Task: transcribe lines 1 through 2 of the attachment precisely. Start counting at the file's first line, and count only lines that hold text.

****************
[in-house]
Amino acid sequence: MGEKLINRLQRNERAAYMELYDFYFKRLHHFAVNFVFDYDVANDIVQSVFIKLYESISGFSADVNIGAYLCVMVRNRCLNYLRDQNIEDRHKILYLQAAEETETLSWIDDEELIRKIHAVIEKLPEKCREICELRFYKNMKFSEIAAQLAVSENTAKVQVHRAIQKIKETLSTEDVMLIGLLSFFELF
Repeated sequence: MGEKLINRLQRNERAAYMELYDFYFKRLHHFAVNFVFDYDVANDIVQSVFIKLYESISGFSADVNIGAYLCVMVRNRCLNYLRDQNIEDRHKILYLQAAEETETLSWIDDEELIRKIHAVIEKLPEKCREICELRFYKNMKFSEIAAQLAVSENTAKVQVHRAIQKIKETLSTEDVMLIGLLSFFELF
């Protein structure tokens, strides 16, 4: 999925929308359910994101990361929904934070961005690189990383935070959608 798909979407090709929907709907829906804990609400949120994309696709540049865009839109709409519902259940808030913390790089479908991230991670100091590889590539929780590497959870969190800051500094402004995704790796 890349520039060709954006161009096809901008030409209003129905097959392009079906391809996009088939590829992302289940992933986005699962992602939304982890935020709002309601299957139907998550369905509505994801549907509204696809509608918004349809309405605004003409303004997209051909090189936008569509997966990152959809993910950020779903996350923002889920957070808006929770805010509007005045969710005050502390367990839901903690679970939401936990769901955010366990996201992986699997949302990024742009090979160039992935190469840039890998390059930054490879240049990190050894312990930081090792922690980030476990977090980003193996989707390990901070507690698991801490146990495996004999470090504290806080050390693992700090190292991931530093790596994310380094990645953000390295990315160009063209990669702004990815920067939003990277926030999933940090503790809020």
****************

[in-house]
Amino acid sequence: MGEKLINRLQRNERAAYMELYDFYFKRLHHFAVNFVFDYDVANDIVQSVFIKLYESISGFSADVNIGAYLCVMVRNRCLNYLRDQNIEDRHKILYLQAAEETETLSWIDDEELIRKIHAVIEKLPEKCREICELRFYKNMKFSEIAAQLAVSENTAKVQVHRAIQKIKETLSTEDVMLIGLLSFFELF